CD Humour Me [Jesse Winchester] (CD 166581),
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Humour Me [Jesse Winchester]

  • 1. If I Were Free
    2. Thanks to You
    3. They Just Can't Help Themself
    4. Too Weak to Say Goodbye
    5. Let's Make a Baby King
    6. Well-A-Wiggy
    7. I Don't Think You Love Me Anymore
    8. Willow
    9. Humour Me
    10. I Want to Mean Something to You
    11. Pushover - (bonus track)
    12. Love Is Fair - (bonus track)
  • Additional Info
    Manufacturer Part Number (MPN): SH-CD-1023

  • Credits
    ProducerJesse Winchester
    EngineerBil VornDick

    Personnel: Jesse Winchester (vocals, guitar, keyboards); Russ Barenburg, Bruce Watkins (acoustic guitar); Sam Bush (mandolin); Bruce Dees (electric guitar); Jerry Douglas (dobro); Mark O'Connor (violin); Phil Gazell (harmonica); Jim Horn (saxophones); Bobby Ogdin (keyboards); David Pomeroy (bass); Steve Turner (drums); Kenny Malone, Edgar Meyer (percussion).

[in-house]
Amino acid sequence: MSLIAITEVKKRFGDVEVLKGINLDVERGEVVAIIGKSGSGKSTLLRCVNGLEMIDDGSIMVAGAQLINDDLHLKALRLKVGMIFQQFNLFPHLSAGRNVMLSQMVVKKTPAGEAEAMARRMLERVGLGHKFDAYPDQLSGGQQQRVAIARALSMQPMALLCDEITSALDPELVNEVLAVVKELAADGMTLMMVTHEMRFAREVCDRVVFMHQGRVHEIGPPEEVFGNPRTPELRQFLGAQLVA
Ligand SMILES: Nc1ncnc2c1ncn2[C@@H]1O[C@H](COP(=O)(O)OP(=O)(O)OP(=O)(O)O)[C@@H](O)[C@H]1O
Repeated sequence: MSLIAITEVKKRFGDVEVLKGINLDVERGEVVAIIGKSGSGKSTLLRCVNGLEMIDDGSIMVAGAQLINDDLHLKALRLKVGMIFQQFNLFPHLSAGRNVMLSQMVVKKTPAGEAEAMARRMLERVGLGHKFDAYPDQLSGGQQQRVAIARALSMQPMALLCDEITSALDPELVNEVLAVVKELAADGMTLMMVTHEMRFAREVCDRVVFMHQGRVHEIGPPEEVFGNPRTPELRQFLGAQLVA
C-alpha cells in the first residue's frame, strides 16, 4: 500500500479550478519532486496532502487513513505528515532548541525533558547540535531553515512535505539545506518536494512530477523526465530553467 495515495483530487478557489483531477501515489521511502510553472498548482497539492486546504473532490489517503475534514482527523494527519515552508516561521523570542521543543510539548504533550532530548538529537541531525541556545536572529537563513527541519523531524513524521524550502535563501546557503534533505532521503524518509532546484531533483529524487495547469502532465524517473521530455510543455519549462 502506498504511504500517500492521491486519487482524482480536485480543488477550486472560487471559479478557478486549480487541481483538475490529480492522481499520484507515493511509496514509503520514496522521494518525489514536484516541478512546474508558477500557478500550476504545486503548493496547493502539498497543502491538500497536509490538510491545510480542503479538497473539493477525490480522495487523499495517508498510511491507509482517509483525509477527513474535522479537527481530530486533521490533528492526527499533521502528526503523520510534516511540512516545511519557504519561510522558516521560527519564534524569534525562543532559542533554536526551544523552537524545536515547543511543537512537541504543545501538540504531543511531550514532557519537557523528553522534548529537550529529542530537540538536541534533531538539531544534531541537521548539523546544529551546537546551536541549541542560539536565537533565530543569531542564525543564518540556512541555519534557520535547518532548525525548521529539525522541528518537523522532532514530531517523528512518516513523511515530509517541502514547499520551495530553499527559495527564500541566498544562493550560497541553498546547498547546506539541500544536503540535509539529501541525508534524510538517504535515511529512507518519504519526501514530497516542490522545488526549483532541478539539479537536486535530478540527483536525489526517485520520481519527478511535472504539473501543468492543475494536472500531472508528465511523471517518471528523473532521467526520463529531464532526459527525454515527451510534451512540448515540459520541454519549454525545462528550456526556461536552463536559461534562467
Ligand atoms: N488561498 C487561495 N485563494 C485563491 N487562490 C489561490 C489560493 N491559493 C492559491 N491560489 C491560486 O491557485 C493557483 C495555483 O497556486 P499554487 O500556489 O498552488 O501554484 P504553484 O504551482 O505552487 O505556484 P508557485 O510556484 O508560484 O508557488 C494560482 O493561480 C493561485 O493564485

Personnel: Jesse Winchester (vocals, guitar, keyboards); Bruce Watkins (guitar, acoustic guitar); Russ Barenberg (acoustic guitar); Bruce Dees (electric guitar); Jerry Douglas (dobro); Bla Fleck (banjo); Sam Bush (mandolin); Mark O'Connor (violin); Phil Gazell (harmonica); Jim Horn (saxophone); Bobby Ogdin (keyboards); Steve Turner (drums); Kenny Malone (percussion).
    Recording information: Chanteclair Studio, Montreal, Quebec, Canada; Nashville Sound Studios, Nashville, TN.
    Photographer: Jim McGuire .
    After seven years, Jesse Winchester returned to record stores with a well-crafted pop album made up of new originals in his familiar, winning style. He mixed elements of folk, rock, country, R&B, and gospel on the songs, employing a first-rate backup group featuring new grass stars Sam Bush, Jerry Douglas, Bla Fleck, Edgar Meyer, and Mark O'Connor, plus saxophonist Jim Horn. These pros were able match Winchester's forays into light gospel ("Let's Make a Baby King") and R&B ("Well-A-Wiggy," which had been a hit for the Weather Girls), as well as the straightforward romantic pop songs that made up the bulk of the record. Humour Me lacked the depth of Winchester's best work, but it was easily on a par with his substantial body of craftsmanlike music of the mid-'70s. His voice remained warm and supple, so that his own versions of the songs were effective, and the album also served as a demo for other singers in search of good pop material. ~ William Ruhlmann

  • Critic Reviews
    Q (1/1/91) - 3 Stars - Good
0 Stars 0 average rating
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